Busy as a damn bee. Busy as that damn bee's mother with her swarm of bee babies that always need honey and nectar and their little larval backs scratched because their wings are popping through and they're outgrowing that octagonal cubby where they live. And they all need damn bee shoes because they've outgrown the pair from last year. And one of the bees can't tie his shoes so he needs Velcro, but please, don't tell the other bees. They'll point and laugh and buzz buzz buzz all the way home. (The mommy bee tries to reassure him that Einstein couldn't tie his shoes, either, and he was a super smart bee. It will all work out, little bee.)
So, yeah. Busy. There's a misconception floating around that if you're a writer, you're rich. Guys, like 0.1% of writers are rich. The rest? We're working jobs. We're driving carpool. We're answering to The Man because, until our Great American/_________ Novel hits the shit, until we have That Magical Dream and write the Novel of the Decade, or until we steal an idea from someone who had That Magical Dream and write bestselling Magical Dream Fanfiction, we gotta make rent, just like the rest of y'all. (Okay, I'm super uncomfortable using the word "y'all." I'm from Oregon. It just doesn't fit. Maybe I should put on a wool sweater and ride my bike around the block in my Birkenstocks and sip coffee or maybe a beer, and then it will feel right. Nahhhh ... never mind. I take it back. "You all." Phew. Better.)
But I digress. I work sort of a lot. Usually seven days a week, and while those aren't all 10-hour days, something is being done all the time. I have a difficult time sitting still. As such, I don't leave the house unless I absolutely have to or unless I'm going out to the coffee shop parking lot to write. People don't get this. They get mad at me. Some stop calling, which makes me sad. But I got stuff I have to do, and it's like when you're a little kid and you've only got a few bucks, and you know you want baseball cards and ice cream, but you gotta make decisions -- Mike Schmidt or daiquiri ice? I gotta make decisions. I have X amount of time, and Y number of things to do. I'm not good with math, so let's just forget X and Y variables and agree that I wear a lot of working hats.
Here's a duck that my friend Sue sent me, picked up during her recent trip to England (because Sue leaves her house all the time):
|One of these days, I will leave the house and go to England and see All the Pretty Things.|
Sometimes I don't like venturing out into the world because I get nervous. If I leave the house, someone might break in. There's been a rash of B&Es in our neighborhood. We have nothing of interest to steal (the bad guys can take our LCD TV, the one Husband bought at the Smallville set sale, but then they'll get it home and realize that the back of it is melted from being placed too close to some lights while on set and shortly after will learn that the sound doesn't work and that's why it was cheap. Suckas! Even though it must be noted that we were the first suckers because we didn't know this about it until we got it home ourselves, soooo ...), but the idea of leaving and someone touching my underwear freaks me out. Oh, and then there's parking. I hate parking lots. If you guys lived around here, you'd see why. People do not know how to drive. And Canadians -- my dear, dear Canadians -- PLEASE, learn four-way stops. Before I pop an aneurysm waiting for you to figure that shit out. And crowds. Lots of people in a single place? I'm sorta fussy about dance space. While I'm a natural people person and I've been known to bust into a stand-up routine waiting in line at Walmart (I'm Scotch Irish -- I can bullshit with the best of 'em), generally speaking, people confound me. Especially mean people.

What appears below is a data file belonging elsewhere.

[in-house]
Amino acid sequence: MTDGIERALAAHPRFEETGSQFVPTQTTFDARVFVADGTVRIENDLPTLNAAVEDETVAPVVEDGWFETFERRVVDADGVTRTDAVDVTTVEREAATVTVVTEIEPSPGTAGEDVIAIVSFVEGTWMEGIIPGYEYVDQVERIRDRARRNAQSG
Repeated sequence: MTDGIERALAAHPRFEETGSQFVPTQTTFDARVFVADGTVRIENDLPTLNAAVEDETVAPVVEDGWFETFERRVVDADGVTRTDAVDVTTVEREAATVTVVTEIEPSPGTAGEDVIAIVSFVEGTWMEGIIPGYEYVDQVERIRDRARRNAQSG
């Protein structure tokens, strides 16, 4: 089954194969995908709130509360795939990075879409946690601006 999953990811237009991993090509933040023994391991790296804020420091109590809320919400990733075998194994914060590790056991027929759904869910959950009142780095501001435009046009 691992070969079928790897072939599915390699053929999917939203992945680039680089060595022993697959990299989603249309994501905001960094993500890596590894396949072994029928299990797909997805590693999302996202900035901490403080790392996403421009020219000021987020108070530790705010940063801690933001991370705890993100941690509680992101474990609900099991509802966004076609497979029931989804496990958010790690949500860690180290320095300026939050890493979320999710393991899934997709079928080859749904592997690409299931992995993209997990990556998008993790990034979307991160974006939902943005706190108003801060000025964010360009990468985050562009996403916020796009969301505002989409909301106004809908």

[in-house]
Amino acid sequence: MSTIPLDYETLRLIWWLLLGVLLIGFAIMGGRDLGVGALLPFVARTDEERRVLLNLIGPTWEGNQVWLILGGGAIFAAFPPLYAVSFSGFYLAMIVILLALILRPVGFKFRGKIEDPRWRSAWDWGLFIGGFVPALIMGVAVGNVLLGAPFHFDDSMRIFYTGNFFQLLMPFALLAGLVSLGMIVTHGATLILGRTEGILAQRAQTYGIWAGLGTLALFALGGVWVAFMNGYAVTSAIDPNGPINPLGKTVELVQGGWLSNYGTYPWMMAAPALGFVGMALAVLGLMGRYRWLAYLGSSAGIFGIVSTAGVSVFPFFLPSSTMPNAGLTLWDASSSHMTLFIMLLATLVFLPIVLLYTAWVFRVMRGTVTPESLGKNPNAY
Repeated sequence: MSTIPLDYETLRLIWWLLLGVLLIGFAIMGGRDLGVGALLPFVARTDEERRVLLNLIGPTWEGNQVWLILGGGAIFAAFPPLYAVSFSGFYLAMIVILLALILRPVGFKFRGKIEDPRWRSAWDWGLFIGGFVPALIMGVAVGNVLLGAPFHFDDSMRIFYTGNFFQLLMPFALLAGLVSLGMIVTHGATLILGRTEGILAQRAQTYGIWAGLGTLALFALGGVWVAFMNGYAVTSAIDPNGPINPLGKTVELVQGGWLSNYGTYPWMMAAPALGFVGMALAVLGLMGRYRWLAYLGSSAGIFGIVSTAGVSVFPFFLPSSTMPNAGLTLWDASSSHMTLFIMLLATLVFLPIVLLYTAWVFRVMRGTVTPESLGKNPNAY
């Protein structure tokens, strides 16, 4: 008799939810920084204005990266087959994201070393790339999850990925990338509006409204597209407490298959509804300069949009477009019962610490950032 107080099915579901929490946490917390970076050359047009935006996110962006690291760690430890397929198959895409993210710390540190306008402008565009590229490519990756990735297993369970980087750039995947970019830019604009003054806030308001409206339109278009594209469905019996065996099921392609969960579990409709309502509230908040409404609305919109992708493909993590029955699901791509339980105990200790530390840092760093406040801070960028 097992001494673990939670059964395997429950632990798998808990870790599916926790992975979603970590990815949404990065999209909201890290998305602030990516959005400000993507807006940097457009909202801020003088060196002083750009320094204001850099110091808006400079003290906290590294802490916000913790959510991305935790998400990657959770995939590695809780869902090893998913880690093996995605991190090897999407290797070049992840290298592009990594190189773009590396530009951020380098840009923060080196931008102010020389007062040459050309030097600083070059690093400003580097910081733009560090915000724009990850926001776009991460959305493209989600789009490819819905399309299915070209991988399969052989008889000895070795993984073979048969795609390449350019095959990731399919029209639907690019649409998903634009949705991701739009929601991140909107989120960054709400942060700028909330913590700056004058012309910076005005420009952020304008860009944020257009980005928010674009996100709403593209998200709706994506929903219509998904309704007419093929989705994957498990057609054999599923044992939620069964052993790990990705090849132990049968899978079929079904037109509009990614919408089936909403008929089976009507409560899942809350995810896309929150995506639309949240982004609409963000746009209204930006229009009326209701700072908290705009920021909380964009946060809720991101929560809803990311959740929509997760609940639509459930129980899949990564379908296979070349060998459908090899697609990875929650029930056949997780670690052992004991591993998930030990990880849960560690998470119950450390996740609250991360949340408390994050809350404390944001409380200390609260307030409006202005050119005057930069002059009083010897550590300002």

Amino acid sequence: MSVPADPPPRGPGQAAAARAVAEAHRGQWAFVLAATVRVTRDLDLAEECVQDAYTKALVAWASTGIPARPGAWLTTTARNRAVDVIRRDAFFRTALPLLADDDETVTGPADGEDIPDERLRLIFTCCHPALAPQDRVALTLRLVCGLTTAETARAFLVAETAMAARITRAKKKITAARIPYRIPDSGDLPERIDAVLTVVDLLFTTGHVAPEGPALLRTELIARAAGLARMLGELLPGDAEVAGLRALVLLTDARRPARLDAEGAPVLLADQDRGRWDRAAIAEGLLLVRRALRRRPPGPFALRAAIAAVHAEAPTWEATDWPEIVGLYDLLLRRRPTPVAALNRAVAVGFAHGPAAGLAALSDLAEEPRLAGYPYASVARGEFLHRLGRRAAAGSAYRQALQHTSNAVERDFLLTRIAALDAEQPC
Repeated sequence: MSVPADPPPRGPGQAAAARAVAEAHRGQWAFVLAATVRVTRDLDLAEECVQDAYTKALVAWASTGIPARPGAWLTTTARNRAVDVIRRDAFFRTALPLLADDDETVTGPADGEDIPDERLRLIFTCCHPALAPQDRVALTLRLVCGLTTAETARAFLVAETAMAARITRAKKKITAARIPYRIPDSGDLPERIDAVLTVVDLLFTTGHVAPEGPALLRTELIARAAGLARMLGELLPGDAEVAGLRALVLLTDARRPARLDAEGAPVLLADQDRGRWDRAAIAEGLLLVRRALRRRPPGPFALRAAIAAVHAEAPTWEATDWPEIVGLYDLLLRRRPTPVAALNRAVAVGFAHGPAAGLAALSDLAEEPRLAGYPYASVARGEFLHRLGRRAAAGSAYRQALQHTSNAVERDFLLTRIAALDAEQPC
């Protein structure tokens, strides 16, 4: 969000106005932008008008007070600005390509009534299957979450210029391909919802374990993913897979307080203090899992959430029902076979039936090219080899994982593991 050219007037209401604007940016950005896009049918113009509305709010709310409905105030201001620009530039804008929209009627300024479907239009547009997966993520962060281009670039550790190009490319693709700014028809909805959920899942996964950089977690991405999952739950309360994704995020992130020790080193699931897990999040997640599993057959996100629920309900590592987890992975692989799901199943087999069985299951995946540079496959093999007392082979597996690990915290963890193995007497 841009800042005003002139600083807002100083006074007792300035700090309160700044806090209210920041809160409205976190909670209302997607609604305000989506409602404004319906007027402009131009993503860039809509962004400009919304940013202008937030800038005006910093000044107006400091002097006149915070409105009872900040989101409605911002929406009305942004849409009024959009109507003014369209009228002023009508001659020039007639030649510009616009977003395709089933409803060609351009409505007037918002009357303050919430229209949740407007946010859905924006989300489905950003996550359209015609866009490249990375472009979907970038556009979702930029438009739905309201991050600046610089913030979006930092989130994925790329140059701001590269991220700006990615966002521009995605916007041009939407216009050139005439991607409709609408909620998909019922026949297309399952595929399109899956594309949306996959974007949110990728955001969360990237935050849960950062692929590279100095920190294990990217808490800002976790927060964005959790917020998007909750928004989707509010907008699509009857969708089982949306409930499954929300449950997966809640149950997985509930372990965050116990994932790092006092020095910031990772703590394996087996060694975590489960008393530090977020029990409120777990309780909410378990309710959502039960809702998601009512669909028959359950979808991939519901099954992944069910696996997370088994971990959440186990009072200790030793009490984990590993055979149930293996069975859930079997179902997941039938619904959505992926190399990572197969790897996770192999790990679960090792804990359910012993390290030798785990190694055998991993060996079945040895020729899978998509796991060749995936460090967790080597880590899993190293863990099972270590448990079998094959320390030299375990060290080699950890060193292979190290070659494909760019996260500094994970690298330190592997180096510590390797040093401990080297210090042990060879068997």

Which brings us to this: I DON'T UNDERSTAND WHY PEOPLE ARE SO MEAN TO EACH OTHER. I was raised to be considerate, kind, give the guy behind you, the fella with only a jug of milk and some prunes, your place in line because you have two carts full. Smile and say hello to folks. When you ask someone how their day is, mean it. Give a shit about what they have to say. Give up your plastic chair on the pool deck to the pregnant lady. Don't stand so close to someone or barge in front of them, simply because you're you and thus more important than the rest of us. And please, hold the door for the folks walking in behind you. I cannot tell you how many times I have been almost slammed in the head with a heavy door because the people in front of me were SO inconsiderate and absolutely oblivious to the world around them.
And you folks who think all Canadians are nice? Ummm, Canadians are people. That means they're just as crotchety and snarky and impatient as all the other people in all the other countries. Except maybe Saudi Arabia. I hear they get extra points for being particularly crotchety.
Now these people weren't mean to me. My girls Angeline Kace and Heather Hildenbrand sent me a present from their recent adventure at the UtopYA convention in Nashville:
|I have really nice friends. :)|
Anyway, does being a homebody sorta suck? Yeah. I watch all my online friends taking their kids to Disneyland and hiking mountains and visiting the Louvre and swimming the Nile (you guys do realize that the Nile is dirty, dirty, dirty ... you could die from swimming in that shit, I'm telling you), while I continue to plug away and search and hustle for pennies. Writers are not rich. It's important you know that so that when your favorite up-and-coming author has a new book come out, you understand that she likely doesn't have tons of free books to send to you. (I'm not talking about ARCs, or advance reader's copies. That's a different beast altogether. But as for the finished product, her publisher makes her buy those books, albeit at a discount, but still ...) When you hear that So-n-So got an advance for $100,000, that doesn't mean she got a check for $100K. That means the money is promised to her over the span of a couple of years, in pieces, minus taxes and agent fees, chopped into bits that probably look something like 50/25/25, spread over 18+ months until the book comes out. Likely you already know that (most) writers aren't rich. That's why your parents told you to get a real job and pull your head out of the clouds because writers are losers and, sure, go ahead, if you wanna eat ramen for the rest of your life and shop at Goodwill and wear knickers that belonged to someone with cooties.
Go ahead. Knock yourself out.
Or maybe that was just my parents. Whatever. It's not important. That's what therapists are for.